Sortly has an automatic alerts feature, for example, that will notify you when any product supply is low or when you’re approaching the end of expiration or warranty for products in stock.
Right now, there is one caveat to consider: You’ll want to check with your vendors to see if standard windows for delivery times are still accurate. If any part of the supply or manufacturing chain is slowed down, you may need to reorder certain products further in advance to give them enough time to arrive before you’re out of stock.
“Just in case” inventory involves orderinga set number of products based on expected demand. An example of this would be how an auto repair shop typically stocks commonly-used tires, windshields, and engines.
“Just in time” inventory, on the other hand, orders products on an as-needed basis. The same auto shop, for example, might order in specialized parts for older, less-common cars only when they’re needed by an individual customer.
When financial times are tight, consider whether you have any high-value, slow-moving inventory that you could shift to “just in time” ordering. This could help you keep more of your cash flow free, preventing you from using expensive capital that may otherwise sit on the shelves for ages or never sell at all.
If you’ve got inventory that takes a long time to sell and if you aren’t sure if it will under the current circumstances, try to find ways to move it.
Consider offering special deals or discounts, encouraging users to purchase it when they may not have otherwise. A real estate company, for example, trying to liquidate assets in the form of staging furniture might try to list the furniture to residential customers at a low cost.
Listing items online and optimizing them for search can be effective here; aMuse Toys has recently uploaded more than 500 SKUs in two days in an attempt to increase sales that otherwise may not have happened.
You can also try to resell the items if possible. Look for other businesses that might be interested. A furniture company, for example, may be able to offload furniture that isn’t as fast-selling to office spaces looking for lower-cost items or even to real estate offices for staging.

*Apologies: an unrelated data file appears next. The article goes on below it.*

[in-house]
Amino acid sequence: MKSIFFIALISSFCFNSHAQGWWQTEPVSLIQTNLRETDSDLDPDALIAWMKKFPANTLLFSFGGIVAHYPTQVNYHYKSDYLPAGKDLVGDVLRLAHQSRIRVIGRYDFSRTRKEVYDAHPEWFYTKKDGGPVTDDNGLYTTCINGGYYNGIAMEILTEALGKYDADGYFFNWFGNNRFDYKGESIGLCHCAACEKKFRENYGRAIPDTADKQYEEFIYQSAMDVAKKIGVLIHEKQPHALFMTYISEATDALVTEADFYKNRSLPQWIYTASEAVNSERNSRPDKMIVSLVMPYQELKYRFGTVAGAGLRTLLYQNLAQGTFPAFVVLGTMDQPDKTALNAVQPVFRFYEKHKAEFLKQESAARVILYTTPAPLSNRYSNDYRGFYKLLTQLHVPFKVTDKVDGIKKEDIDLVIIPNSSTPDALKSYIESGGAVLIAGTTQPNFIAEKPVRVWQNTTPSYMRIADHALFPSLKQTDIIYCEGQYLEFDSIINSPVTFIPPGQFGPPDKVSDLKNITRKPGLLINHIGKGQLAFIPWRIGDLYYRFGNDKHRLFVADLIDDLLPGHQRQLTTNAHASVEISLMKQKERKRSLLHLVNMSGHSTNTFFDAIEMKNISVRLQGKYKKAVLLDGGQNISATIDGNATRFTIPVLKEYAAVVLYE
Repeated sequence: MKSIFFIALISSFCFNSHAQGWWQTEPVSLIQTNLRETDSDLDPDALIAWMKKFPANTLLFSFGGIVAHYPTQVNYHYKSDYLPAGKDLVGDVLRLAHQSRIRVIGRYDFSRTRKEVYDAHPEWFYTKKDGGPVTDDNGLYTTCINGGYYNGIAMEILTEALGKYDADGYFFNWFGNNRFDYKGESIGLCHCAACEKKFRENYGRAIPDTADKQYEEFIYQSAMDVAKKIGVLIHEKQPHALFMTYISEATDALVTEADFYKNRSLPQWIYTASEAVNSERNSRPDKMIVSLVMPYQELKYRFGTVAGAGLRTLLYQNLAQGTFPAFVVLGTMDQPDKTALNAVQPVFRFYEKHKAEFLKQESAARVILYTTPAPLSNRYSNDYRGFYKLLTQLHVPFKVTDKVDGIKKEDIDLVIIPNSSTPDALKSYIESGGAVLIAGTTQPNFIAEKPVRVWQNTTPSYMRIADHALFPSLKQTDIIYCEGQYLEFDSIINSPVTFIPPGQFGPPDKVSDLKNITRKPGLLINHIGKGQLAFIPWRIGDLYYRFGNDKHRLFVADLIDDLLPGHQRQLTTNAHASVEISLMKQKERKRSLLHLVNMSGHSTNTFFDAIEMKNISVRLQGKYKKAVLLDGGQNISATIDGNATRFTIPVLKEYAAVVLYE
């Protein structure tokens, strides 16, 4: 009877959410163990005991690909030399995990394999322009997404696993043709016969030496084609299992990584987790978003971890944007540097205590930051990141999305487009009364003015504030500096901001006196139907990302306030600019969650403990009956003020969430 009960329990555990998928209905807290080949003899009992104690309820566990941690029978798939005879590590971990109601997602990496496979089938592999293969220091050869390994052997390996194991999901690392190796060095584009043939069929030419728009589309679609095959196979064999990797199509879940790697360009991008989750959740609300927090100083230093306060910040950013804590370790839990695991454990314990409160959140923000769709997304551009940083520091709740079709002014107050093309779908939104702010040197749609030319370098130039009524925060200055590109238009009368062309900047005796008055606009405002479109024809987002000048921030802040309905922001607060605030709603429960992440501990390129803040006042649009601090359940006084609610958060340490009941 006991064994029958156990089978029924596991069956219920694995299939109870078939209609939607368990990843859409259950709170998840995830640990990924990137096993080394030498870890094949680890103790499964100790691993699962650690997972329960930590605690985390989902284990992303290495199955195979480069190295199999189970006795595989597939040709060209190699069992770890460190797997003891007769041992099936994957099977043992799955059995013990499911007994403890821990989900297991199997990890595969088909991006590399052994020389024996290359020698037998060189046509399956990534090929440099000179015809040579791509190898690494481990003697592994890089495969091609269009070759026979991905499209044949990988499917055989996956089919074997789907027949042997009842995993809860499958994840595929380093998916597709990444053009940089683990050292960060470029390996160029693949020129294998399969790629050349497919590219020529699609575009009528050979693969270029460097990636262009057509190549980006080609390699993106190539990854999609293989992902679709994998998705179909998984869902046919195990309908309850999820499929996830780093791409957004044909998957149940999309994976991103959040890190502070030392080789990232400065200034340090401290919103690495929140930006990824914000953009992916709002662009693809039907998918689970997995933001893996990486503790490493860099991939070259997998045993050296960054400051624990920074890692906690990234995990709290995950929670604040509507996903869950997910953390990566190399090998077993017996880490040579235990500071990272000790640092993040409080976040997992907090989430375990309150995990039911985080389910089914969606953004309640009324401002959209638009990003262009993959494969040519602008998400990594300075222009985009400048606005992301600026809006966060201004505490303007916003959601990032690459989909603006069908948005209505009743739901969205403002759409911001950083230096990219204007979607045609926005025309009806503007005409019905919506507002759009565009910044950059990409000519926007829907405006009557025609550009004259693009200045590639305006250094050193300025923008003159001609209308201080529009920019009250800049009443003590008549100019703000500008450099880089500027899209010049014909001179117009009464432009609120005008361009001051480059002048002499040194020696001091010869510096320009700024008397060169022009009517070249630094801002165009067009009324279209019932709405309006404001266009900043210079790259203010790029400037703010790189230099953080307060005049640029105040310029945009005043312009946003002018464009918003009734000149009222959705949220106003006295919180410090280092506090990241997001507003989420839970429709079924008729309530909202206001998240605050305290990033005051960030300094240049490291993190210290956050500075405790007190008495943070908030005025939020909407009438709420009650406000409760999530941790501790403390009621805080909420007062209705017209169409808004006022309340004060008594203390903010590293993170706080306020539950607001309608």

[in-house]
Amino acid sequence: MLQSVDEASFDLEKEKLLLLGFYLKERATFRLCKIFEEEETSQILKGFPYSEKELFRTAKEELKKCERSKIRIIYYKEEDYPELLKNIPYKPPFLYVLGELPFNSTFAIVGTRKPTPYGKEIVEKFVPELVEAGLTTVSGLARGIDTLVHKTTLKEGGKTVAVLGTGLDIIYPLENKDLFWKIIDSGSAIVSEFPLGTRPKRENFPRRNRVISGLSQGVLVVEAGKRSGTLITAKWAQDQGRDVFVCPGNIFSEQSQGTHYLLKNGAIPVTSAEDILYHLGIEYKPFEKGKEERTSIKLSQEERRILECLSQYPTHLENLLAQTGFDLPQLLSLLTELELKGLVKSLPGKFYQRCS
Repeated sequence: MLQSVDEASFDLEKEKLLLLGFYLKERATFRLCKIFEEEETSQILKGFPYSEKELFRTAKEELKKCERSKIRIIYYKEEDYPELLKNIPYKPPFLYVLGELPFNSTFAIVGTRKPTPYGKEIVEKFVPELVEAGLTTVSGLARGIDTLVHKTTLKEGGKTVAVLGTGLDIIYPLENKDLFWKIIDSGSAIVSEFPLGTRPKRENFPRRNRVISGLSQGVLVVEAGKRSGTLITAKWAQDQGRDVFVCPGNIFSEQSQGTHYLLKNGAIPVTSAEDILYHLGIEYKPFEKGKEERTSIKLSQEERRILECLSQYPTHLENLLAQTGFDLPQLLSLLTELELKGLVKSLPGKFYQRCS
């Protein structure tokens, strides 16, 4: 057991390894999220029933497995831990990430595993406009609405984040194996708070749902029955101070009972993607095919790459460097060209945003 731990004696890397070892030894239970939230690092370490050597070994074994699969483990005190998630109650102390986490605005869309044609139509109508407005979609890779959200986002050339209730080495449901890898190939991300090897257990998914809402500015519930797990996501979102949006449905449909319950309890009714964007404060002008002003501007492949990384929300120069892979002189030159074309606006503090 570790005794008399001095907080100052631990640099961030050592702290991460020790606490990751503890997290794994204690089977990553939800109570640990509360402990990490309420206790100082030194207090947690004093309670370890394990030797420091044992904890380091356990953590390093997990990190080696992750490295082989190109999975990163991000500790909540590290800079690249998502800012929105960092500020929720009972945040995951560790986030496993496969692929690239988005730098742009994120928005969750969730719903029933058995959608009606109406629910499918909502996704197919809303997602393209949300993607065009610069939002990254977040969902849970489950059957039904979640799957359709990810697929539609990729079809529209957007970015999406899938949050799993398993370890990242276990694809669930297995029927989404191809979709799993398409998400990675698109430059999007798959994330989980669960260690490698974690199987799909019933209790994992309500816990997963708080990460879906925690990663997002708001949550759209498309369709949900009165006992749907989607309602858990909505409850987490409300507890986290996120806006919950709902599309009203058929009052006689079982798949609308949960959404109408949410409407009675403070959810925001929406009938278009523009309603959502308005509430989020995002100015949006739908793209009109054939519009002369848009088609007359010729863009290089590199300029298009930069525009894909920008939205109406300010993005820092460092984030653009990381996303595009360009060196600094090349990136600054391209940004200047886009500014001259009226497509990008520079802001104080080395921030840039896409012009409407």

Packaging slow-moving items with high-demand items in bundles could also be a great go-to move. Tender Greens, for example, is currently offering Grocery Boxes, which pair fresh produce that otherwise may have gone bad with high-demand toilet paper.
Keep in mind that there’s no point in keeping valuable potential capital tied up in items that may not sell for ages if you need to see profit now.
Some manufacturers have minimum order quantities, or bulk shipping prices. You may want to use the latter to your advantage.
While you definitely don’t want to order more than you can afford to, look for vendors that can minimize your cost-per-unit. Avoid working with companies that have minimum requirements for shipping or ordering if they’re far outside what matches your current needs. If you can look into other vendors, do so promptly.
You can also see if your vendors might be willing to bend their rules about minimums and deliveries a little during tough times. It can never hurt to ask. Remember, they want to keep their customers happy, too.
Many businesses are experiencing hardship and are tight on cash right now. If you are, too, know that you aren’t alone.
Careful inventory management is a great step in the right direction during tight times, and utilizing the right strategies and the right tools will help you keep your cash flow positive and more flexible.
Inventory management is particularly challenging right now. Sortly can help automate the process and make your life easier. Start your free trial here.